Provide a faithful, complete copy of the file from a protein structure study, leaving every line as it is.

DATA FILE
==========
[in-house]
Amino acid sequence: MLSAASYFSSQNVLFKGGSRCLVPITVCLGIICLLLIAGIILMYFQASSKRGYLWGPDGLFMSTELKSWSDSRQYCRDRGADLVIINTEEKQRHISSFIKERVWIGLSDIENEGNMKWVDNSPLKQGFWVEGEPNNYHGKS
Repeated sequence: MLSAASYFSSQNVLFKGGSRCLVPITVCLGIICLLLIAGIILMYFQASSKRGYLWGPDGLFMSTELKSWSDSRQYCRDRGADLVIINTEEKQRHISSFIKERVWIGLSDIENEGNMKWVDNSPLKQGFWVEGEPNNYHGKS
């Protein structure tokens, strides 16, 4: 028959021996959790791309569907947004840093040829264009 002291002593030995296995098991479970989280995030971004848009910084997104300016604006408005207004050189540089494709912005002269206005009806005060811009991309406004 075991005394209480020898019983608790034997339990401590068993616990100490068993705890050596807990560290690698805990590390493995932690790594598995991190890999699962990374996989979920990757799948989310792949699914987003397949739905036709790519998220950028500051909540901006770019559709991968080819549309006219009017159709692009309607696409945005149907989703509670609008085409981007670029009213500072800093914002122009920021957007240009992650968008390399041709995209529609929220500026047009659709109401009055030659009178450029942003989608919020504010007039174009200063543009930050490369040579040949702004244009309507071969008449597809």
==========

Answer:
[in-house]
Amino acid sequence: MLSAASYFSSQNVLFKGGSRCLVPITVCLGIICLLLIAGIILMYFQASSKRGYLWGPDGLFMSTELKSWSDSRQYCRDRGADLVIINTEEKQRHISSFIKERVWIGLSDIENEGNMKWVDNSPLKQGFWVEGEPNNYHGKS
Repeated sequence: MLSAASYFSSQNVLFKGGSRCLVPITVCLGIICLLLIAGIILMYFQASSKRGYLWGPDGLFMSTELKSWSDSRQYCRDRGADLVIINTEEKQRHISSFIKERVWIGLSDIENEGNMKWVDNSPLKQGFWVEGEPNNYHGKS
């Protein structure tokens, strides 16, 4: 028959021996959790791309569907947004840093040829264009 002291002593030995296995098991479970989280995030971004848009910084997104300016604006408005207004050189540089494709912005002269206005009806005060811009991309406004 075991005394209480020898019983608790034997339990401590068993616990100490068993705890050596807990560290690698805990590390493995932690790594598995991190890999699962990374996989979920990757799948989310792949699914987003397949739905036709790519998220950028500051909540901006770019559709991968080819549309006219009017159709692009309607696409945005149907989703509670609008085409981007670029009213500072800093914002122009920021957007240009992650968008390399041709995209529609929220500026047009659709109401009055030659009178450029942003989608919020504010007039174009200063543009930050490369040579040949702004244009309507071969008449597809």